Form, structure and language


The poem takes the form of a first-person narrative. The poem may be autobiographical as it could be dedicated to her husband, Fred, and it describes the home of a writer. Equally it could be about a character similar to the poet.


The poem is composed of three 10-line stanzas. Stanza one is made up of five rhyming couplets, to make a rhyme scheme aabbccddee. This rhyme scheme starts to break down in stanza two, as if reflecting the disruption of the oncoming storm. By stanza three, a new rhyme scheme has begun to emerge: ababccdddd. Perhaps the poet intends the reader to see this suggestion of order and its progressive disruption as a way of representing the oncoming storm on the page.

There are four stresses in most lines, but some lines have five stresses instead. Rita Dove sometimes varies this pattern, and the stresses do not always fall in a strict rhythm. The effect on the reader is to create an impression of a relaxed, informal voice – perhaps a thoughtful one, wandering from idea to idea.


A painting of a knight in shining armour rescuing a damsel in distress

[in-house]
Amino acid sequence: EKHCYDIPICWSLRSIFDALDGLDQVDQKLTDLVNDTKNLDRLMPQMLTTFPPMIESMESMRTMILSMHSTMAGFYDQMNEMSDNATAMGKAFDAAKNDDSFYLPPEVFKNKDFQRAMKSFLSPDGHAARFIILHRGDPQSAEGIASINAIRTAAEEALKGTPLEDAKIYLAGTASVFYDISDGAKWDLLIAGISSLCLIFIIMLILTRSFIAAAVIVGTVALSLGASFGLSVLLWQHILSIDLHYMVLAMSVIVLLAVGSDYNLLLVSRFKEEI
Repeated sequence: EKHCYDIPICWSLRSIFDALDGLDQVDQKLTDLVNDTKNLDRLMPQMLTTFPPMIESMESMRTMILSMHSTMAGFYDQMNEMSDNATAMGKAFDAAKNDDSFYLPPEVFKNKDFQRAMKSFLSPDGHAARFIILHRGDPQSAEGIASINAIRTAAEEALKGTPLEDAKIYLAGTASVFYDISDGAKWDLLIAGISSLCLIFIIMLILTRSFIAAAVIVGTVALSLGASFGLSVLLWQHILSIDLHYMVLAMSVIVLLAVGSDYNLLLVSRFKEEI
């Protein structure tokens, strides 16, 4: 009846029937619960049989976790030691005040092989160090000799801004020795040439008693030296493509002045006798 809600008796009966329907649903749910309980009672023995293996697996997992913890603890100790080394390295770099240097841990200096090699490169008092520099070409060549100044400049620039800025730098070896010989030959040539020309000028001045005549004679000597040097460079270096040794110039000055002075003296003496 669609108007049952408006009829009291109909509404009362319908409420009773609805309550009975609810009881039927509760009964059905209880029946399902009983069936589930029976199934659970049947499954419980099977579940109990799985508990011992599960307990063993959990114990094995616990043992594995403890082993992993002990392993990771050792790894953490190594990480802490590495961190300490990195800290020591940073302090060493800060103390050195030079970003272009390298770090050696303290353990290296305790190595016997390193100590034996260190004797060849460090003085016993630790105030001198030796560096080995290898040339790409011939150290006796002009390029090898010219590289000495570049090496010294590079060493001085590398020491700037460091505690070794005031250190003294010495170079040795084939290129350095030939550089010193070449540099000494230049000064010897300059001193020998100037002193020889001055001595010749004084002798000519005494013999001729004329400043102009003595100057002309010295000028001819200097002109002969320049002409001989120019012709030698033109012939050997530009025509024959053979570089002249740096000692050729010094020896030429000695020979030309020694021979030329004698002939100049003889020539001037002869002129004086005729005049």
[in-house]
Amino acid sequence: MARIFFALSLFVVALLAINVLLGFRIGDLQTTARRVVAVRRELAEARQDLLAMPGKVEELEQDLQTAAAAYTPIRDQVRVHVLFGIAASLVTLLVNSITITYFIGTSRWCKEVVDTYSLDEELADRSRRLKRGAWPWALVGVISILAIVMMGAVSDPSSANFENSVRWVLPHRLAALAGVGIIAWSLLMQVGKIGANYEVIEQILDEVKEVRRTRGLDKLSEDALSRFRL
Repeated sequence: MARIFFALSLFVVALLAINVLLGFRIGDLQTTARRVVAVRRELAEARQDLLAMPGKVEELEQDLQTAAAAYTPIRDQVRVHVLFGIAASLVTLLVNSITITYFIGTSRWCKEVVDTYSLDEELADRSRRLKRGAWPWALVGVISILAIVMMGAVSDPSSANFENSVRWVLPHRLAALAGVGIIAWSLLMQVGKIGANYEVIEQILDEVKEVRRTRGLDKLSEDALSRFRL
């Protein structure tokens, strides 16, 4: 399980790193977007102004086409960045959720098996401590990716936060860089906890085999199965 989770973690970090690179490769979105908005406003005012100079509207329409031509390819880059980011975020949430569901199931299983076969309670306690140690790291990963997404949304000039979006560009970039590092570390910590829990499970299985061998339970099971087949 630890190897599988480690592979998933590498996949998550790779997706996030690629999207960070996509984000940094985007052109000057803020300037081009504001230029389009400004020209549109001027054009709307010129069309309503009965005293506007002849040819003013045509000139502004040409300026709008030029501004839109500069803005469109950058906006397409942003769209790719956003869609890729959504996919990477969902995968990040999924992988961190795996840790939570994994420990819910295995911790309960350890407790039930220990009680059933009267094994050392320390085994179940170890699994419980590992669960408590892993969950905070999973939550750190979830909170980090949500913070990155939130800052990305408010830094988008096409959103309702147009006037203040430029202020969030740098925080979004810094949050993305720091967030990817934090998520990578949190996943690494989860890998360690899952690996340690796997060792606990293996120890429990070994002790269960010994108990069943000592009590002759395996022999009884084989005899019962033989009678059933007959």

The speaker of the poem compares her partner to a knight in shining armour
  • The poem is written in relaxed, informal language, with lots of conversational digressions, as the poet flits from subject to subject. This disjointed feel is emphasised by the use of dashes to break up the text and by sentences that finish abruptly part of the way through a line. It's as if one thought interrupts another, in the flow of ideas.
  • The speaker uses a metaphor, comparing her partner to a knight in shining armour. The imagery of a knight rescuing his maiden is echoed by the simile 'sure as shooting arrows to the heart'. Elsewhere, Dove uses a simile to suggest her old boyfriends were sweet but insubstantial: 'thin as licorice and as chewy,/ Sweet with a dark and hollow center'.
  • The hurricane itself is personified as 'Big Bad Floyd' who 'nudges' and 'cusses' in his 'oddly male' way and this helps make the connection with the actual men in the poem.

These disjointed images help to suggest the reader's daydreaming state of mind to the reader.